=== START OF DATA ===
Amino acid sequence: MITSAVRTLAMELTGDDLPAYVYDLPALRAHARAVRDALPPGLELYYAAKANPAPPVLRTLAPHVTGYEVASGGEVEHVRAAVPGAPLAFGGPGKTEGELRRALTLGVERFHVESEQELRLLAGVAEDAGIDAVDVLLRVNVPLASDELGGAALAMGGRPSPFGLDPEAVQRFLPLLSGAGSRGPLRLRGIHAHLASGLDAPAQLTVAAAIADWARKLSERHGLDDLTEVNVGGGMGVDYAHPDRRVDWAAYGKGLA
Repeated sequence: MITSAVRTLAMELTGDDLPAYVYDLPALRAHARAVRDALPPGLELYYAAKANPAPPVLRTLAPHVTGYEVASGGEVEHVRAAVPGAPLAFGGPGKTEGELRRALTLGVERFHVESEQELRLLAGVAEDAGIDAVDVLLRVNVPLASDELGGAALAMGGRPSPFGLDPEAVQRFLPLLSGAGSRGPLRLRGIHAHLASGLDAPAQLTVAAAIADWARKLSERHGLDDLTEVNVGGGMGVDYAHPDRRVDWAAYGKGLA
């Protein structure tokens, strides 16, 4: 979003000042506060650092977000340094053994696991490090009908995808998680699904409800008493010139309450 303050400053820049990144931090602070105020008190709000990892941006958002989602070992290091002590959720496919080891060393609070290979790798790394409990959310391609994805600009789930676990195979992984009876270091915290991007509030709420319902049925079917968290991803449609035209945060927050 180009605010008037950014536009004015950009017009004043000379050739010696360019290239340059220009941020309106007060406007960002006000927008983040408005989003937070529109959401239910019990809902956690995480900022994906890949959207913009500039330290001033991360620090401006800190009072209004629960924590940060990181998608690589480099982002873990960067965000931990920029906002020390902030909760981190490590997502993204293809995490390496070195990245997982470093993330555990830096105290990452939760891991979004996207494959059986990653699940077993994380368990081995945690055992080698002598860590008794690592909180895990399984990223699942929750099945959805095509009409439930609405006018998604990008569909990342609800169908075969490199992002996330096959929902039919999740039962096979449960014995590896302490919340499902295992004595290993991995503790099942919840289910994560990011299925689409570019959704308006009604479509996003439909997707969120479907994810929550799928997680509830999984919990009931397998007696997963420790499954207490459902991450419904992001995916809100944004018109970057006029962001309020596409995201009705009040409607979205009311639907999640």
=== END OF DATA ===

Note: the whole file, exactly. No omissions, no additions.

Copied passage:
Amino acid sequence: MITSAVRTLAMELTGDDLPAYVYDLPALRAHARAVRDALPPGLELYYAAKANPAPPVLRTLAPHVTGYEVASGGEVEHVRAAVPGAPLAFGGPGKTEGELRRALTLGVERFHVESEQELRLLAGVAEDAGIDAVDVLLRVNVPLASDELGGAALAMGGRPSPFGLDPEAVQRFLPLLSGAGSRGPLRLRGIHAHLASGLDAPAQLTVAAAIADWARKLSERHGLDDLTEVNVGGGMGVDYAHPDRRVDWAAYGKGLA
Repeated sequence: MITSAVRTLAMELTGDDLPAYVYDLPALRAHARAVRDALPPGLELYYAAKANPAPPVLRTLAPHVTGYEVASGGEVEHVRAAVPGAPLAFGGPGKTEGELRRALTLGVERFHVESEQELRLLAGVAEDAGIDAVDVLLRVNVPLASDELGGAALAMGGRPSPFGLDPEAVQRFLPLLSGAGSRGPLRLRGIHAHLASGLDAPAQLTVAAAIADWARKLSERHGLDDLTEVNVGGGMGVDYAHPDRRVDWAAYGKGLA
């Protein structure tokens, strides 16, 4: 979003000042506060650092977000340094053994696991490090009908995808998680699904409800008493010139309450 303050400053820049990144931090602070105020008190709000990892941006958002989602070992290091002590959720496919080891060393609070290979790798790394409990959310391609994805600009789930676990195979992984009876270091915290991007509030709420319902049925079917968290991803449609035209945060927050 180009605010008037950014536009004015950009017009004043000379050739010696360019290239340059220009941020309106007060406007960002006000927008983040408005989003937070529109959401239910019990809902956690995480900022994906890949959207913009500039330290001033991360620090401006800190009072209004629960924590940060990181998608690589480099982002873990960067965000931990920029906002020390902030909760981190490590997502993204293809995490390496070195990245997982470093993330555990830096105290990452939760891991979004996207494959059986990653699940077993994380368990081995945690055992080698002598860590008794690592909180895990399984990223699942929750099945959805095509009409439930609405006018998604990008569909990342609800169908075969490199992002996330096959929902039919999740039962096979449960014995590896302490919340499902295992004595290993991995503790099942919840289910994560990011299925689409570019959704308006009604479509996003439909997707969120479907994810929550799928997680509830999984919990009931397998007696997963420790499954207490459902991450419904992001995916809100944004018109970057006029962001309020596409995201009705009040409607979205009311639907999640």